With Quentin Tarantino MIA, the original screenplay WGA Award is ‘Parasite’s’ to lose

Quentin Tarantino‘s “Once Upon a Time in Hollywood” is perched atop our Oscar odds for Best Original Screenplay, but it’s nowhere to be found in the same category at the Writers Guild of America Awards — because the auteur has never been a guild member and is therefore ineligible at the awards show. But even with QT out of the way, that doesn’t mean it’s anyone’s game at WGA — “Parasite” is the heavy favorite to snatch the prize.

With 11/2 odds, “Parasite,” written by Bong Joon Ho and Han Jin Won, is well ahead of No. 2, Noah Baumbach‘s “Marriage Story,” which sits at 6/1. Rian Johnson‘s “Knives Out” is a distant third, followed by “1917” (Sam Mendes and Krysty Wilson-Cairns) and “Booksmart” (Emily HalpernSarah Haskins and Susanna Fogel and Katie Silberman). All but “Booksmart” are Oscar-nominated, with “Once Upon a Time in Hollywood” taking its spot there.

Should it prevail, “Parasite” would be the first foreign language film to win in original since the creation of the adapted and original categories in 1970. It’d be its third guild win after the ACE Eddie and Screen Actors Guild Award for ensemble.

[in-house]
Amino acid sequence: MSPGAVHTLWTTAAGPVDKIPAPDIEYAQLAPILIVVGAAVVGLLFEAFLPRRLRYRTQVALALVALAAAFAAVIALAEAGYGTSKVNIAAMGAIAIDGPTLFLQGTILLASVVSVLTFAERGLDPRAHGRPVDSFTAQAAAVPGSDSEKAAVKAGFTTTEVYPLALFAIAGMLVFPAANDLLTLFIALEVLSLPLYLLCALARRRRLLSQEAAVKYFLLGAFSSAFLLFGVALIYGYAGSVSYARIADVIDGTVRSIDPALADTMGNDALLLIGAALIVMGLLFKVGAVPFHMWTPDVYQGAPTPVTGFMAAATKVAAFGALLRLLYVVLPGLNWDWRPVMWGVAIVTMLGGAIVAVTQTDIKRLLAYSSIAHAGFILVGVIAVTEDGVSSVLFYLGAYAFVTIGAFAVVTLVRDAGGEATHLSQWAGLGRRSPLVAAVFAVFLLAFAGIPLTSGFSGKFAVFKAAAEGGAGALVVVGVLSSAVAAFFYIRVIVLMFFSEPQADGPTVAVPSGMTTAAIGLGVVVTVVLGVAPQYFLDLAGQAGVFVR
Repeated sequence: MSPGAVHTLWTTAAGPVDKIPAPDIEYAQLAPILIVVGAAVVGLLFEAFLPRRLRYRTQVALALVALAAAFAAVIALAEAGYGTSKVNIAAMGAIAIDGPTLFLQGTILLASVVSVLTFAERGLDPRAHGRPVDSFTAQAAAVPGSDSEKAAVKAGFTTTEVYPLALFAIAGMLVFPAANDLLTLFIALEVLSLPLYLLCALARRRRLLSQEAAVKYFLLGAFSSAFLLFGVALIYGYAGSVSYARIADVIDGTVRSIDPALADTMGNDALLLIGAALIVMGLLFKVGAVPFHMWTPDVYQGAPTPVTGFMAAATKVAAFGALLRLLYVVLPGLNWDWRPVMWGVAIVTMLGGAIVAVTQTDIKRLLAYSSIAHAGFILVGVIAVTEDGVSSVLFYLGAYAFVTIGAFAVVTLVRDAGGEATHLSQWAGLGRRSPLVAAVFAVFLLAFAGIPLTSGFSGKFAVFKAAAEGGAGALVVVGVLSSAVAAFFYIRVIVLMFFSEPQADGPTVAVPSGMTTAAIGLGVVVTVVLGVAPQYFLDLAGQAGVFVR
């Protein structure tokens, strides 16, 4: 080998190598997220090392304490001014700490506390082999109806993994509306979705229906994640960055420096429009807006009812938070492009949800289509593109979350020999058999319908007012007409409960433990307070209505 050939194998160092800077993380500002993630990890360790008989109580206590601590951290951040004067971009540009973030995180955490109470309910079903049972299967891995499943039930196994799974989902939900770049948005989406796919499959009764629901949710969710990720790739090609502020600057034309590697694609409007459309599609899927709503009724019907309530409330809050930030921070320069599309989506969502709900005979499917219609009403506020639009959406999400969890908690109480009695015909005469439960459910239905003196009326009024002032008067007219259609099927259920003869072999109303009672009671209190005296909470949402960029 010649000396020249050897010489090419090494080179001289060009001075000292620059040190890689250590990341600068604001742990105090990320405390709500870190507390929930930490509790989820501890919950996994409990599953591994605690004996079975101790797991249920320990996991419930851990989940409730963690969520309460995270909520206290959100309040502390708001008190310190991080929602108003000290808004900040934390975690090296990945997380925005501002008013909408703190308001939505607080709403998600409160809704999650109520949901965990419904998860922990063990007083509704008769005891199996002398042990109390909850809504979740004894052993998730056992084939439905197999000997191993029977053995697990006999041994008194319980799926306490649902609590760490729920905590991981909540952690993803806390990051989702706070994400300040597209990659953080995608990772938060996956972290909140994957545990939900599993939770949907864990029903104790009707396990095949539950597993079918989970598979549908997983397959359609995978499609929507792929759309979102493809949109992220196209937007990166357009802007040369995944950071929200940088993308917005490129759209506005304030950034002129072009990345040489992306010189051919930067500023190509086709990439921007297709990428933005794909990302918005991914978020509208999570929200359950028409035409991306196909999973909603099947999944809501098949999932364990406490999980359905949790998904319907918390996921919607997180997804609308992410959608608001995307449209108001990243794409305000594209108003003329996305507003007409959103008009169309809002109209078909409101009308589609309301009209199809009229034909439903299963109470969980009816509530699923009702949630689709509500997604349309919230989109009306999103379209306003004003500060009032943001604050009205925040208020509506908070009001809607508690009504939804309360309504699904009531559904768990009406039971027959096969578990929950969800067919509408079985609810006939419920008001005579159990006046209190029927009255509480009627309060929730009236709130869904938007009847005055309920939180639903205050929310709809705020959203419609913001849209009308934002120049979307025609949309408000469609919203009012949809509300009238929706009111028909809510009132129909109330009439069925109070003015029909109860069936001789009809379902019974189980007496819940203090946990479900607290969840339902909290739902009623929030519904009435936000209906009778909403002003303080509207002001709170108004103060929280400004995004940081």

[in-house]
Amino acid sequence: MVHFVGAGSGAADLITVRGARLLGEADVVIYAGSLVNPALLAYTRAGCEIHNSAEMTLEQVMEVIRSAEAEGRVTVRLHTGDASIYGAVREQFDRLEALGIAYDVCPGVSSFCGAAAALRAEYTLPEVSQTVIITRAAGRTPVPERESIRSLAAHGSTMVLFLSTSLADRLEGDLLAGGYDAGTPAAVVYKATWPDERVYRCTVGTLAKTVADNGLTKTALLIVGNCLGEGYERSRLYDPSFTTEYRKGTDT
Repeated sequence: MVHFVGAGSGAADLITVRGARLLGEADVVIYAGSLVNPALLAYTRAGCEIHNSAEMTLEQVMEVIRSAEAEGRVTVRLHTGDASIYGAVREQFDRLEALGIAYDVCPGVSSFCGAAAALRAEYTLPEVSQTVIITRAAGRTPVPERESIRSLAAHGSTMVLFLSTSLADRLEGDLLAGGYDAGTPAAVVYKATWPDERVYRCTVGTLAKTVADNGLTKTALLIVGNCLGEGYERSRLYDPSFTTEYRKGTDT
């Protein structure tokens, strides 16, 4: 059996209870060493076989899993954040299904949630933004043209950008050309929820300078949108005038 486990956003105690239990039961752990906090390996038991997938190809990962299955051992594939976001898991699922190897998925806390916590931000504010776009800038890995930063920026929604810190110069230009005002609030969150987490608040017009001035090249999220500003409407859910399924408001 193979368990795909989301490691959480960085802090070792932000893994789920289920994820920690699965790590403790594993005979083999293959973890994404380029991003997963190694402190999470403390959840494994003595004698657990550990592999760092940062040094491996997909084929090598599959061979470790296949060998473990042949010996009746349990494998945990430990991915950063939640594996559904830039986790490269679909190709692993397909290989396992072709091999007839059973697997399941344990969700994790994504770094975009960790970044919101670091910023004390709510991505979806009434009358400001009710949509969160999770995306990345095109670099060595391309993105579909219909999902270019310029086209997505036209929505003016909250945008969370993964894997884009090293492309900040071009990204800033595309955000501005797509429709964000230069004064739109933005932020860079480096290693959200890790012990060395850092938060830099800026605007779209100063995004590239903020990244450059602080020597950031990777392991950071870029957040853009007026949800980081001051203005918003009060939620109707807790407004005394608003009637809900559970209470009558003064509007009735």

SEE ‘Parasite’ makes history at SAG Awards with ensemble victory

A victory would also put the underdog hit on solid ground to claim the original screenplay Oscar, which would burnish its resume, as it were, to take Best Picture. The last Best Picture champ not to win any other category was “Grand Hotel” (1932), which was only nominated for the top prize. If you think about what else “Parasite” could win besides the locked Best International Film award en route to Best Picture, screenplay is arguably its best shot.

Because of eligibility issues, WGA doesn’t have a fantastic correlation with Oscar. Last year’s winner, “Eighth Grade,” was snubbed by the academy. In the 2010s, three WGA-ineligible scripts won the original screenplay Oscar: “The King’s Speech” (2010), “Birdman” (2014) and “Django Unchained” (2012), written by none other than Tarantino. Tarantino has another Oscar for “Pulp Fiction” (1994), so missing out at WGA hasn’t hurt him that much.

“Once Upon a Time in Hollywood” beat “Parasite” at the Globes, and their final pre-Oscars face-off will be at Sunday’s BAFTA Awards, where the former is favored to win, so we’ll get more clarity on this race then.

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